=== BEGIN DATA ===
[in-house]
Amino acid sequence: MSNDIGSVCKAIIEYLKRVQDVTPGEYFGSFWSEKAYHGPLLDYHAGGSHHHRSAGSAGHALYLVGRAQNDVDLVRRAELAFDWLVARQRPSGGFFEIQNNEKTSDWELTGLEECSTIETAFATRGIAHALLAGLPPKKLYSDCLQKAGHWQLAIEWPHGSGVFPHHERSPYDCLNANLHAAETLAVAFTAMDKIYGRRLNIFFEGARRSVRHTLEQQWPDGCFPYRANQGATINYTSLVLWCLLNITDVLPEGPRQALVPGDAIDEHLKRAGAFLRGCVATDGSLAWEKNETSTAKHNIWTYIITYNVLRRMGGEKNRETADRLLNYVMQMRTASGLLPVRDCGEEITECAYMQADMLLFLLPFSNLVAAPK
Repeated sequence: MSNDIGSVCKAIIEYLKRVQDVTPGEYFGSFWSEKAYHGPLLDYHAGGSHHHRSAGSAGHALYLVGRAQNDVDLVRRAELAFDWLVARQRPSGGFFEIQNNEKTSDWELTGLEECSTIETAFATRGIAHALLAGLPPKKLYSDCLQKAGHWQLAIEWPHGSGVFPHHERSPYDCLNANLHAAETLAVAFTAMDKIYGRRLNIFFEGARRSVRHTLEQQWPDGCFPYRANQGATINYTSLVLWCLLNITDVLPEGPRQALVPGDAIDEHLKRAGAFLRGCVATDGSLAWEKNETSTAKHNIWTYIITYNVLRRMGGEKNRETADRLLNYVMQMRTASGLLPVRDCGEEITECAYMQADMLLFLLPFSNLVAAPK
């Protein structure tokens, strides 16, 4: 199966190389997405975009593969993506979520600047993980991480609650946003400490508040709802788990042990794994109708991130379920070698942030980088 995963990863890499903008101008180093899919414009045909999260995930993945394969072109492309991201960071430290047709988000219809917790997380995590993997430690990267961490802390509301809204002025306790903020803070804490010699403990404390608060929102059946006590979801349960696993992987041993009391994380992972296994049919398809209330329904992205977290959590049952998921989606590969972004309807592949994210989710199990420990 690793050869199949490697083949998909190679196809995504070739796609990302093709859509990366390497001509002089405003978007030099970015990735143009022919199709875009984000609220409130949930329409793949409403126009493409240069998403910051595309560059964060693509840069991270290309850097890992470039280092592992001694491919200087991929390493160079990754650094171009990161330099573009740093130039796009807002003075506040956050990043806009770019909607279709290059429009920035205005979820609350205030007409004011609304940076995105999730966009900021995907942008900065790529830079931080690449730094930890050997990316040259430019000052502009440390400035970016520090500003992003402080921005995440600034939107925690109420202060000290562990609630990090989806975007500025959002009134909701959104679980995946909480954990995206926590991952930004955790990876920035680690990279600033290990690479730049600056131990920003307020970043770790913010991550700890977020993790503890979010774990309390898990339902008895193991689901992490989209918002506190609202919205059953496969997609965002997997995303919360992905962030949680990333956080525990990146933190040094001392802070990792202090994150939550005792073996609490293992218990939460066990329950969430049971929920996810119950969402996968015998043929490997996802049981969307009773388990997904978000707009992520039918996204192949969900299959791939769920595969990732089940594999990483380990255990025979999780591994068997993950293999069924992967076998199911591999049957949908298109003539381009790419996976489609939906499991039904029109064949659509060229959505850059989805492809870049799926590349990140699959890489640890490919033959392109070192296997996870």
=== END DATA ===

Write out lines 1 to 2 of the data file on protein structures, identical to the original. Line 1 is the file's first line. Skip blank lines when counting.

[in-house]
Amino acid sequence: MSNDIGSVCKAIIEYLKRVQDVTPGEYFGSFWSEKAYHGPLLDYHAGGSHHHRSAGSAGHALYLVGRAQNDVDLVRRAELAFDWLVARQRPSGGFFEIQNNEKTSDWELTGLEECSTIETAFATRGIAHALLAGLPPKKLYSDCLQKAGHWQLAIEWPHGSGVFPHHERSPYDCLNANLHAAETLAVAFTAMDKIYGRRLNIFFEGARRSVRHTLEQQWPDGCFPYRANQGATINYTSLVLWCLLNITDVLPEGPRQALVPGDAIDEHLKRAGAFLRGCVATDGSLAWEKNETSTAKHNIWTYIITYNVLRRMGGEKNRETADRLLNYVMQMRTASGLLPVRDCGEEITECAYMQADMLLFLLPFSNLVAAPK